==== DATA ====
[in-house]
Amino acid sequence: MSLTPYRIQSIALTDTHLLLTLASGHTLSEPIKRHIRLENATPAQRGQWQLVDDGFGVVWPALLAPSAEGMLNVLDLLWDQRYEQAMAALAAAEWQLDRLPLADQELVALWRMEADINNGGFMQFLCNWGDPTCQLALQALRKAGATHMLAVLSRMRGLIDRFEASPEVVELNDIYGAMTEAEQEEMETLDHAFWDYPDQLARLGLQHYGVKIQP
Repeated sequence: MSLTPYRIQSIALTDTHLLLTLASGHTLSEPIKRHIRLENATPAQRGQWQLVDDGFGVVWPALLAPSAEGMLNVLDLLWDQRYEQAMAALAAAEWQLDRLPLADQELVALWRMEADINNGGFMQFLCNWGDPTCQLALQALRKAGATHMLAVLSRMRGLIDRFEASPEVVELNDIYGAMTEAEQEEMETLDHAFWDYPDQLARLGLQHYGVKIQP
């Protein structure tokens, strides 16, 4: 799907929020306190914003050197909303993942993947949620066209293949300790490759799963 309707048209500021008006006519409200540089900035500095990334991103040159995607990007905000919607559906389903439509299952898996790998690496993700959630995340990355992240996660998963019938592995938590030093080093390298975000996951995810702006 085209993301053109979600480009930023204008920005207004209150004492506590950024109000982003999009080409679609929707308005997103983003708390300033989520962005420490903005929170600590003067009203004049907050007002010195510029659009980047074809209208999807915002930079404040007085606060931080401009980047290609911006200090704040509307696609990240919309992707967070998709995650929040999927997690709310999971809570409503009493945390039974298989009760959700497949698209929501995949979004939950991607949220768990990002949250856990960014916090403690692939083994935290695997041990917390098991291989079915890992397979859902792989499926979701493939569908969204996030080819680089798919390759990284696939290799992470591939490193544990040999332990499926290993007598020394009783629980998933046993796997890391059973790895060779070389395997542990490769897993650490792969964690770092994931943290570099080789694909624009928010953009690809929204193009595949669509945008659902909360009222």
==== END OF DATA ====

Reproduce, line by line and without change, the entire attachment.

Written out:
[in-house]
Amino acid sequence: MSLTPYRIQSIALTDTHLLLTLASGHTLSEPIKRHIRLENATPAQRGQWQLVDDGFGVVWPALLAPSAEGMLNVLDLLWDQRYEQAMAALAAAEWQLDRLPLADQELVALWRMEADINNGGFMQFLCNWGDPTCQLALQALRKAGATHMLAVLSRMRGLIDRFEASPEVVELNDIYGAMTEAEQEEMETLDHAFWDYPDQLARLGLQHYGVKIQP
Repeated sequence: MSLTPYRIQSIALTDTHLLLTLASGHTLSEPIKRHIRLENATPAQRGQWQLVDDGFGVVWPALLAPSAEGMLNVLDLLWDQRYEQAMAALAAAEWQLDRLPLADQELVALWRMEADINNGGFMQFLCNWGDPTCQLALQALRKAGATHMLAVLSRMRGLIDRFEASPEVVELNDIYGAMTEAEQEEMETLDHAFWDYPDQLARLGLQHYGVKIQP
């Protein structure tokens, strides 16, 4: 799907929020306190914003050197909303993942993947949620066209293949300790490759799963 309707048209500021008006006519409200540089900035500095990334991103040159995607990007905000919607559906389903439509299952898996790998690496993700959630995340990355992240996660998963019938592995938590030093080093390298975000996951995810702006 085209993301053109979600480009930023204008920005207004209150004492506590950024109000982003999009080409679609929707308005997103983003708390300033989520962005420490903005929170600590003067009203004049907050007002010195510029659009980047074809209208999807915002930079404040007085606060931080401009980047290609911006200090704040509307696609990240919309992707967070998709995650929040999927997690709310999971809570409503009493945390039974298989009760959700497949698209929501995949979004939950991607949220768990990002949250856990960014916090403690692939083994935290695997041990917390098991291989079915890992397979859902792989499926979701493939569908969204996030080819680089798919390759990284696939290799992470591939490193544990040999332990499926290993007598020394009783629980998933046993796997890391059973790895060779070389395997542990490769897993650490792969964690770092994931943290570099080789694909624009928010953009690809929204193009595949669509945008659902909360009222």